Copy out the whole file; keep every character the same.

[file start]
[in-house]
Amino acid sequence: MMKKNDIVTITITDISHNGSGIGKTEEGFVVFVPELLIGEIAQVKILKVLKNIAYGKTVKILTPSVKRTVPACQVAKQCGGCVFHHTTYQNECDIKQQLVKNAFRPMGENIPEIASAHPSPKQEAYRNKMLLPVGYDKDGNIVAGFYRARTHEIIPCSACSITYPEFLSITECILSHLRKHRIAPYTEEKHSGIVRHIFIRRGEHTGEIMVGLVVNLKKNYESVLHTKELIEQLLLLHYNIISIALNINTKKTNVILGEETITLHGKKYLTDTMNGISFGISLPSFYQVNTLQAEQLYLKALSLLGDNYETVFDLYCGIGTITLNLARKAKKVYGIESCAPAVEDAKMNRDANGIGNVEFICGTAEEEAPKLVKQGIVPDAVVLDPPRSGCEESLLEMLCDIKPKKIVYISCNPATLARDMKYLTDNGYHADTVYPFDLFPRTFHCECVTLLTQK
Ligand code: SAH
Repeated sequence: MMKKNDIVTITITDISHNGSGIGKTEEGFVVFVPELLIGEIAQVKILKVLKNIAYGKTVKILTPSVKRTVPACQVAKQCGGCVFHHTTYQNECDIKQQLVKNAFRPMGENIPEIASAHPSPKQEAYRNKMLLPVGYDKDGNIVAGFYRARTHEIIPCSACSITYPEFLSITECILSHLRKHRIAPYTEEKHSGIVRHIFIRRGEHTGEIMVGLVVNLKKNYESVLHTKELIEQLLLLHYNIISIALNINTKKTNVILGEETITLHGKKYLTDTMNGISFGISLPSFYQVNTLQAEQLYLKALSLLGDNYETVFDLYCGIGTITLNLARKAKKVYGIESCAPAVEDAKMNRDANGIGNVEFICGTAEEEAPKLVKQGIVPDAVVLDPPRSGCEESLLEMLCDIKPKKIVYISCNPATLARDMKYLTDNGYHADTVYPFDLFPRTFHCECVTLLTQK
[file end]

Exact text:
[in-house]
Amino acid sequence: MMKKNDIVTITITDISHNGSGIGKTEEGFVVFVPELLIGEIAQVKILKVLKNIAYGKTVKILTPSVKRTVPACQVAKQCGGCVFHHTTYQNECDIKQQLVKNAFRPMGENIPEIASAHPSPKQEAYRNKMLLPVGYDKDGNIVAGFYRARTHEIIPCSACSITYPEFLSITECILSHLRKHRIAPYTEEKHSGIVRHIFIRRGEHTGEIMVGLVVNLKKNYESVLHTKELIEQLLLLHYNIISIALNINTKKTNVILGEETITLHGKKYLTDTMNGISFGISLPSFYQVNTLQAEQLYLKALSLLGDNYETVFDLYCGIGTITLNLARKAKKVYGIESCAPAVEDAKMNRDANGIGNVEFICGTAEEEAPKLVKQGIVPDAVVLDPPRSGCEESLLEMLCDIKPKKIVYISCNPATLARDMKYLTDNGYHADTVYPFDLFPRTFHCECVTLLTQK
Ligand code: SAH
Repeated sequence: MMKKNDIVTITITDISHNGSGIGKTEEGFVVFVPELLIGEIAQVKILKVLKNIAYGKTVKILTPSVKRTVPACQVAKQCGGCVFHHTTYQNECDIKQQLVKNAFRPMGENIPEIASAHPSPKQEAYRNKMLLPVGYDKDGNIVAGFYRARTHEIIPCSACSITYPEFLSITECILSHLRKHRIAPYTEEKHSGIVRHIFIRRGEHTGEIMVGLVVNLKKNYESVLHTKELIEQLLLLHYNIISIALNINTKKTNVILGEETITLHGKKYLTDTMNGISFGISLPSFYQVNTLQAEQLYLKALSLLGDNYETVFDLYCGIGTITLNLARKAKKVYGIESCAPAVEDAKMNRDANGIGNVEFICGTAEEEAPKLVKQGIVPDAVVLDPPRSGCEESLLEMLCDIKPKKIVYISCNPATLARDMKYLTDNGYHADTVYPFDLFPRTFHCECVTLLTQK